Britain?s flagship photography institution will lose 15% in Government grants over the next four years as a result of the Comprehensive Spending Review, Amateur Photographer can reveal.

Last week the Chancellor of the Exchequer announced £81 billion pounds worth of public spending cutbacks.

A spokesman for the National Media Museum (NMM), which is based in Bradford, West Yorkshire told Amateur Photographer today: ?We know that our grant-in-aid will be reduced by around 15% in real terms in stages over the next four years, starting in April.

?We have already been working to prepare for a range of scenarios and to seek efficiencies that can serve to minimise the impact of the cuts.

?Over the next few weeks we will confirm our plans for accommodating this reduction.?

The NMM houses the historic collection of the Royal Photographic Society which includes the earliest surviving negative created by British photography inventor William Henry Fox Talbot.

Its bosses admitted today that a vital part of its future success will be the museum’s ‘ability to continue to attract visitors and generate income’.

Last month the NMM said it already encourages visitors to make donations but insisted it is committed to free entry as government-funded bodies nationwide faced possible budget cuts.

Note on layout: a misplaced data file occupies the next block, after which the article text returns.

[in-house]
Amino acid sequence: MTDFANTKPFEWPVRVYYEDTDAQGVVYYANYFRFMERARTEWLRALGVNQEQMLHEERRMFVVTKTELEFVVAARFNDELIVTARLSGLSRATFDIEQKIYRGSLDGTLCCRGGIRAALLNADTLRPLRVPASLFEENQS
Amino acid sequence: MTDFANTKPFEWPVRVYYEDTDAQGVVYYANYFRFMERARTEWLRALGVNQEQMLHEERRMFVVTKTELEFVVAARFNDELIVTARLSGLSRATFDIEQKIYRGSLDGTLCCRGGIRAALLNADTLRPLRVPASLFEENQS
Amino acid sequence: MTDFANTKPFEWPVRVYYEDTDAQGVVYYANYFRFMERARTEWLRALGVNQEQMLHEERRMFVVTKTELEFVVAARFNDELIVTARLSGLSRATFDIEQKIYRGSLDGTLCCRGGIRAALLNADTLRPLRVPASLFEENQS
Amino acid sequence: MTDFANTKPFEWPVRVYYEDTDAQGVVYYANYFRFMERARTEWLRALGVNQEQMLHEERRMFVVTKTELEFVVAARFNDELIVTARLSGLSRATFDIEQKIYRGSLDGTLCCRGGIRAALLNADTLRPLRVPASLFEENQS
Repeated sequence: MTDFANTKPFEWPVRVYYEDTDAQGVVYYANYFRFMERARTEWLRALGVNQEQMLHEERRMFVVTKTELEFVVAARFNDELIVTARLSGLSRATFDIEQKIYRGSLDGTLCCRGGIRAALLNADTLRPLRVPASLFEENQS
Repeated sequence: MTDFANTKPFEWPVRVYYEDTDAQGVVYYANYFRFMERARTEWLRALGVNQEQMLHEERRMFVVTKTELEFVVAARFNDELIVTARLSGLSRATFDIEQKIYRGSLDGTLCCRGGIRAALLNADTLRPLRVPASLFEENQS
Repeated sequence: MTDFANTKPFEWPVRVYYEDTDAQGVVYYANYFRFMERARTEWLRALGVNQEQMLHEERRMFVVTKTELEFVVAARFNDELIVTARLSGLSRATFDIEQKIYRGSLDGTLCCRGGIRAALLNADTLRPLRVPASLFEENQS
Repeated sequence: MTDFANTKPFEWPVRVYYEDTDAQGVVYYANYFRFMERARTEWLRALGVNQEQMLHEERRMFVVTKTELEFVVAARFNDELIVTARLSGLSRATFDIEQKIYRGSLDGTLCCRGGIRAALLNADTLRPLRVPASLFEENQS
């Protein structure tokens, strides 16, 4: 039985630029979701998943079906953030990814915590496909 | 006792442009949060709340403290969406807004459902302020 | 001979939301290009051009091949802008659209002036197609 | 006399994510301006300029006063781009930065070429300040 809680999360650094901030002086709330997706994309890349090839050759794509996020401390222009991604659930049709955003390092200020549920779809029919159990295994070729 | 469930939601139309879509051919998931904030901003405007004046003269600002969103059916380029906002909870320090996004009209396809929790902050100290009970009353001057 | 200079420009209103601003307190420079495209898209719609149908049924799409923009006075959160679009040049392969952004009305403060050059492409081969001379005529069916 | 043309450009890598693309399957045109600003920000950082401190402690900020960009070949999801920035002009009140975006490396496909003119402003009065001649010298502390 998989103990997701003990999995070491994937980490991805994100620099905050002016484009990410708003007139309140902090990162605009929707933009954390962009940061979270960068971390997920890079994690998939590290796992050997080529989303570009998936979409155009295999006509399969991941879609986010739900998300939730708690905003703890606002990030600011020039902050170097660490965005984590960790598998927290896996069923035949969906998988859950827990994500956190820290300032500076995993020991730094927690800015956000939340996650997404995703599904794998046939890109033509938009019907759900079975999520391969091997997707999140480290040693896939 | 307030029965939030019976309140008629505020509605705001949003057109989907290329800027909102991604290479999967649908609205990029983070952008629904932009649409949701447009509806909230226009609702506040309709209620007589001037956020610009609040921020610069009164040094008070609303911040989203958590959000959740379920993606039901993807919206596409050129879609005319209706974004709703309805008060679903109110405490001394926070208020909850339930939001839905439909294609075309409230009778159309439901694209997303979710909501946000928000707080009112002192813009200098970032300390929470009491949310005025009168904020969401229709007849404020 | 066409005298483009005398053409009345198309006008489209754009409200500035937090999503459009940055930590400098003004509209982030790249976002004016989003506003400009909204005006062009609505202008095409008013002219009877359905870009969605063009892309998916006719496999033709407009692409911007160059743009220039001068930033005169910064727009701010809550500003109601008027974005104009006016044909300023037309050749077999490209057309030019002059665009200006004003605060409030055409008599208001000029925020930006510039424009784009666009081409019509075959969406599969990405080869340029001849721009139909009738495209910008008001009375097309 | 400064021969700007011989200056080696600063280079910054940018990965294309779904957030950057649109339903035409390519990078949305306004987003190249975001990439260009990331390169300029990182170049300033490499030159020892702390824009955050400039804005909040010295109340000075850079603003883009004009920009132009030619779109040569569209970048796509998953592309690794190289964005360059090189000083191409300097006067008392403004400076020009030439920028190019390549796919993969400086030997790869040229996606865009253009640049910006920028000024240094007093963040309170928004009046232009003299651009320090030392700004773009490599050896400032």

Earlier this year the museum received Government approval to open a base in London, widely rumoured to be located at the Science Museum.

Though there are currently no plans to shelve this project in light of the massive cutbacks, the NMM spokesman added: ‘The National Museum of Science & Industry [of which the NMM is a part] must continue to invest – to make savings, to generate income and to come out of this difficult period stronger and more secure.

‘Many investments are made with money raised in addition to our grant-in-aid from donations and from private and public funding organisations.

‘Raising our capability is a key part of the strategy to secure our future.’

The NMM?s trustees include James Bond film producer and photography collector Michael G Wilson.